GUILTY ON ALL COUNTS; Jurors take an hour to reach verdict in Smith case

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Michael R. Smith gestures as he makes his closing arguments to the jury today in Strafford Superior Court. (Rochester Voice photo)

DOVER - It took a jury about an hour today to find a former Milton Public Works chief guilty of trying to bilk millions of dollars from a Rochester woman's estate.
Michael R. Smith, 59, a former Milton resident who now lives in Avon Park, Fla., is facing up to 75 years in prison on three attempted theft by unauthorized taking counts and two theft by unauthorized taking counts.
Smith used forged documents, phony notary seals and fake letterhead to impersonate attorneys and notaries in his scheme to become sole heir and executor of the two-million dollar estate of Mary G. Kibbe, a former Milton selectperson who died in November 2017, just months after Smith moved into her palatial 5,000 square foot home on Stanley Pond Drive in Rochester.
Smith actually got a hold of and spent about $500,000 of Kibbe's money, mostly in the days and weeks immediately following her death on Nov. 11, 2017, including a couple of mobile homes in Florida, a brand new Chevrolet truck for $41,000 and a trailer for $7,000. He also offered to pay thousands of dollars for a local attorney to write a letter to authorities saying that his shenanigans were kosher. The attorney refused.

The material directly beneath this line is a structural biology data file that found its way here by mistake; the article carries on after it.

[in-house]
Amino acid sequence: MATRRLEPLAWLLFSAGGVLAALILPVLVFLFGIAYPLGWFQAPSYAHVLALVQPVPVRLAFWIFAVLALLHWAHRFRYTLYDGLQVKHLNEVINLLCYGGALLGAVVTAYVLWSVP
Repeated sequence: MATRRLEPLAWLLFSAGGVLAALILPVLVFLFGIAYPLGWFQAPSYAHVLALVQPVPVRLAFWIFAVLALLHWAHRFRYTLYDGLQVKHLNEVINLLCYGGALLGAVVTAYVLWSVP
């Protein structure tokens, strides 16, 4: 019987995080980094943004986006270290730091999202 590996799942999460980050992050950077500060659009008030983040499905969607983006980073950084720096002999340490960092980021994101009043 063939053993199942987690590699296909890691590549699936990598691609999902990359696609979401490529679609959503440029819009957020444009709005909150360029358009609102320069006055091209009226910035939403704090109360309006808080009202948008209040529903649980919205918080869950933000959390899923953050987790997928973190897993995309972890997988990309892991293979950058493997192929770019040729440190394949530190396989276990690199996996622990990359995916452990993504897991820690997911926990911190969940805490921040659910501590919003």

Smith, wearing a gray- and white-striped Hare Krishna-like garb, continuously swiveled back and forth in his defendant's chair, often scowling at a monitor that displayed some of the fraudulent documents as Senior Assistant Attorney General Brandon Garod told the jury step by heinous step just how Smith had concocted a scheme to get himself signed onto Kibbe's bank accounts, annuities and become sole heir to her life savings.
Garod noted that whenever Smith submitted forged and phony documents to banks or credit unions he, while implying he was Kibbe, would explain why "she" wanted to make him sole heir and executor.
"If this were a legitimate request, Kibbe would have no need to give an excuse," Garod said. "This was just Mr. Smith trying to convince the asset managers her request was genuine.
He noted that in some of the letters that fraudulently represented they were local attorneys, Smith often used poor grammar and peppered the copy with exclamation points, adding that most attorneys don't use exclamation points so readily in their verbiage.
In Smith's closing arguments he often invoked God and religion and said the jury would find the truth through Jesus Christ.
"Know that I am gifted to get special protections from God," he told the jury.
Smith never really said he didn't do what he did in his closing arguments, but mostly tried to convince jurors the state's evidence was collected improperly and that if a security camera system in his home hadn't been unplugged by police, the dishonesty of investigators from the Attorney Generals office would've been exposed.
Smith, who represented himself throughout the trial, opted to not testify on his behalf.
His bail was continued while awaiting sentencing.

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